I took a deep breath, feeling my body rise slightly, then let it out and sank as bubbles streamed past my face. I sank until my face was level with the hole in the mass of coral before me: the opening of tunnel rock. The light dimmed as I swam into the tunnel, but enough still remained to be able to see what surrounded me. To my left a light green mass of coral almost appeared to resemble a brain, its surface a twisted mass of ridges and valleys. In front of it, think, olive green fingers of coral waved gently, each six inches long with a hole down the center. On my right, a small school of large, silver fish passed so close beneath me that I could have reached out and touched them. Continue reading
by Caciques Evan and Emma
[slideshow]By just the 9th day at The Island School, “home” has taken on a new meaning. K1 and K2 made a triumphant return from our 3-day kayak expeditions feeling as though we had arrived home. It seemed as though the buggy beaches and the strenuous kayaking had accomplished something other than giving us itchy and tired arms—it created a family-like bond where everyone knew that together, the impossible could in fact be possible and any challenge could be overcome. Everyone had returned tanner, physically and stronger, mentally; and more excited than when they had left about the prospects of attending The Island School. Continue reading
If you distill all the rules and protocols of scuba diving, there is one fundamental principle: breathe.
Perhaps this seems redundant. On land, the physiological process of taking air into one’s lungs and then expelling it is also pretty essential. Yet when PADI, the Professional Association of Dive Instructors, declares, “always breathe slowly and deeply and continuously,” in their Open Water Manuel, they aren’t kidding around. Even several meters below the surface, divers should never hold their breath. The physical effects of changing depths, caused by tremendous fluctuations in pressure, must be regulated by a continuous cycle of inhalation, exhalation. Failure to do so could lead to arterial air embolism, pneumothorax, mediastinal emphysima, subcutaneous emphysima—conditions whose names alone are enough to scare most divers.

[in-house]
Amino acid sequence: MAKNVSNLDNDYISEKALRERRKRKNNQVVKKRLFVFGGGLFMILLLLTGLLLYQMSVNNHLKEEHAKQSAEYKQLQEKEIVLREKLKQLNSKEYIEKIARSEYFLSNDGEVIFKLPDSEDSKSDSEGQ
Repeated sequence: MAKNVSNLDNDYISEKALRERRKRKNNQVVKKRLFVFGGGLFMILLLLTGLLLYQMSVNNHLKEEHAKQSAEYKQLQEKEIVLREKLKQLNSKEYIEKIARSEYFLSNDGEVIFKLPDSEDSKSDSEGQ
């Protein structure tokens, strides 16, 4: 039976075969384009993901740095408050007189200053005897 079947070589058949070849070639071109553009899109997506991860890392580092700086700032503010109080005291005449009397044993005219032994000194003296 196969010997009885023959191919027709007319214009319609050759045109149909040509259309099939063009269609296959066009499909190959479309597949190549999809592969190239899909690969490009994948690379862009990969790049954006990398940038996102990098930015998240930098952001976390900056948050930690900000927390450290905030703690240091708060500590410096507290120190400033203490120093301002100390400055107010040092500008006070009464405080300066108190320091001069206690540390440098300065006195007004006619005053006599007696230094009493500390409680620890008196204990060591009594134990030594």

Luckily, I am not scared. Or at least, I am not as nervous as expected. I am a first time diver, but I am learning from a Divemaster who is patient, thorough, and reassuring. I came to The Island School this fall as a Teaching Fellow for the Continue reading
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Students breathing bubbles at Tunnel Rock
I awoke this morning to a howling wind and thought to myself “uh-oh”. But by the time we gave K1 and K2 kayak trips a big group hug around the flagpole, the wind had already begun to settle